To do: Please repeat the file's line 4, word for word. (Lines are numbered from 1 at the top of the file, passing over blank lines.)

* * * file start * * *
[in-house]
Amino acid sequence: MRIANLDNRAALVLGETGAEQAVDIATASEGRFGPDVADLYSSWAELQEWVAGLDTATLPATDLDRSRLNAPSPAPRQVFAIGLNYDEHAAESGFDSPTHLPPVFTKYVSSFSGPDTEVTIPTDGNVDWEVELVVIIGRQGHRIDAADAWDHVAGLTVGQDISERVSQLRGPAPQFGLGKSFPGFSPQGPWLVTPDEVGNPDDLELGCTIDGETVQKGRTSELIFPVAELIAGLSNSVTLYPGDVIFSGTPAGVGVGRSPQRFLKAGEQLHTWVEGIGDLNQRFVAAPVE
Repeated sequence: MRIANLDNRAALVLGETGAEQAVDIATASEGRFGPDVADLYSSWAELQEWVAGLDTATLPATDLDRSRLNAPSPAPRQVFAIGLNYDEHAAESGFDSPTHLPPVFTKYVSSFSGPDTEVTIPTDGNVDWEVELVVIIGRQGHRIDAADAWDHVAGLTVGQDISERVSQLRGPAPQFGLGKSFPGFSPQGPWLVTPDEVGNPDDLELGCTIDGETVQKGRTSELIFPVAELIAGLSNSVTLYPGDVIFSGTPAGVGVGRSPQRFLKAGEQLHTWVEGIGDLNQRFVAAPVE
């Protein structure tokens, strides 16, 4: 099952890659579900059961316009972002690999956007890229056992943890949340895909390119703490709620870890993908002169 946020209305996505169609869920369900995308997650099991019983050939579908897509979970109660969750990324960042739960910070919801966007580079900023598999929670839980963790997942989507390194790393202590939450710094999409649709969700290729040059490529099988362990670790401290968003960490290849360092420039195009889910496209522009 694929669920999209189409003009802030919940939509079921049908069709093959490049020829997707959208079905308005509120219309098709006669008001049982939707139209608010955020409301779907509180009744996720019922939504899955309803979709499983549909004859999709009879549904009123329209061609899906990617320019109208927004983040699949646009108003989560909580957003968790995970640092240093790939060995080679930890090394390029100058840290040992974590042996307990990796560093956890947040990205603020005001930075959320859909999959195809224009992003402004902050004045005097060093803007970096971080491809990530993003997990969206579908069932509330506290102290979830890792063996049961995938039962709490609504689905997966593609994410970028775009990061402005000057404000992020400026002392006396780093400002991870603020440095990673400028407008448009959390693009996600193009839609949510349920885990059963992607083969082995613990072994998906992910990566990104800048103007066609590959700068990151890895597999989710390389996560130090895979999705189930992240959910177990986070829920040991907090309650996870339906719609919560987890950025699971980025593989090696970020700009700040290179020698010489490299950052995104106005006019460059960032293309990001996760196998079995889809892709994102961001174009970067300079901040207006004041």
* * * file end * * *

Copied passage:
């Protein structure tokens, strides 16, 4: 099952890659579900059961316009972002690999956007890229056992943890949340895909390119703490709620870890993908002169 946020209305996505169609869920369900995308997650099991019983050939579908897509979970109660969750990324960042739960910070919801966007580079900023598999929670839980963790997942989507390194790393202590939450710094999409649709969700290729040059490529099988362990670790401290968003960490290849360092420039195009889910496209522009 694929669920999209189409003009802030919940939509079921049908069709093959490049020829997707959208079905308005509120219309098709006669008001049982939707139209608010955020409301779907509180009744996720019922939504899955309803979709499983549909004859999709009879549904009123329209061609899906990617320019109208927004983040699949646009108003989560909580957003968790995970640092240093790939060995080679930890090394390029100058840290040992974590042996307990990796560093956890947040990205603020005001930075959320859909999959195809224009992003402004902050004045005097060093803007970096971080491809990530993003997990969206579908069932509330506290102290979830890792063996049961995938039962709490609504689905997966593609994410970028775009990061402005000057404000992020400026002392006396780093400002991870603020440095990673400028407008448009959390693009996600193009839609949510349920885990059963992607083969082995613990072994998906992910990566990104800048103007066609590959700068990151890895597999989710390389996560130090895979999705189930992240959910177990986070829920040991907090309650996870339906719609919560987890950025699971980025593989090696970020700009700040290179020698010489490299950052995104106005006019460059960032293309990001996760196998079995889809892709994102961001174009970067300079901040207006004041």